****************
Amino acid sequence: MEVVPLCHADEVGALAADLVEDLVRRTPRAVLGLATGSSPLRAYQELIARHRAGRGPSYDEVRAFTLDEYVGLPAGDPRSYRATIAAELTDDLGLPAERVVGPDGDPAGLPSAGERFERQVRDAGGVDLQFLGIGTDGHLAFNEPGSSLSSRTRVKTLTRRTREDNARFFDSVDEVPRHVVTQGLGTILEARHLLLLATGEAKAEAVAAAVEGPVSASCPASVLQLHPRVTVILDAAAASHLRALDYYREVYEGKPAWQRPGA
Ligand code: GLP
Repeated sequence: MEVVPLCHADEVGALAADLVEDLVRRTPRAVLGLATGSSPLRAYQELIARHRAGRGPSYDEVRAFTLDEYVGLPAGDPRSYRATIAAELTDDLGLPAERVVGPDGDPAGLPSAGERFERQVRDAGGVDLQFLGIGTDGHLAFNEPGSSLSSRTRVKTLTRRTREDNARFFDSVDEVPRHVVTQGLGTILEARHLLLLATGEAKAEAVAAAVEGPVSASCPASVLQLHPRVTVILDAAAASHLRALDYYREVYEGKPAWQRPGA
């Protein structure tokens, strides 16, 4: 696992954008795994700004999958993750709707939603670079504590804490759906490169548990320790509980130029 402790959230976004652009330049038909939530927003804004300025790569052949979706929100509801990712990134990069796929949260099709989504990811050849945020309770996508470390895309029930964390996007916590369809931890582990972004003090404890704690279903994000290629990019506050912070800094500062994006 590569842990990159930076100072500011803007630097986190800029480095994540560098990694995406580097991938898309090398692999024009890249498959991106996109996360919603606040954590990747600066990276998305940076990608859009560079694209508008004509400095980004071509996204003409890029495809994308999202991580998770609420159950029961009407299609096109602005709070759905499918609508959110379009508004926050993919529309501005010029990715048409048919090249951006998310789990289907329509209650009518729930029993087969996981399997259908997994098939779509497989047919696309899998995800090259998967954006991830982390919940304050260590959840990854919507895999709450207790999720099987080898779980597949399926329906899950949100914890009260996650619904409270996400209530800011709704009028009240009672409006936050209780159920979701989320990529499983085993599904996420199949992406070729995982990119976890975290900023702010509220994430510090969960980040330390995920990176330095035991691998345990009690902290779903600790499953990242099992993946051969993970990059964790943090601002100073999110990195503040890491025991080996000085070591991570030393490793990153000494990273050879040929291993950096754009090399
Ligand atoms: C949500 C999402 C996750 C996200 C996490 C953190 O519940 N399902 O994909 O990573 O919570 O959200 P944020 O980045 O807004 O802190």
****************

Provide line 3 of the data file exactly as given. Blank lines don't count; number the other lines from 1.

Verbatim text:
Repeated sequence: MEVVPLCHADEVGALAADLVEDLVRRTPRAVLGLATGSSPLRAYQELIARHRAGRGPSYDEVRAFTLDEYVGLPAGDPRSYRATIAAELTDDLGLPAERVVGPDGDPAGLPSAGERFERQVRDAGGVDLQFLGIGTDGHLAFNEPGSSLSSRTRVKTLTRRTREDNARFFDSVDEVPRHVVTQGLGTILEARHLLLLATGEAKAEAVAAAVEGPVSASCPASVLQLHPRVTVILDAAAASHLRALDYYREVYEGKPAWQRPGA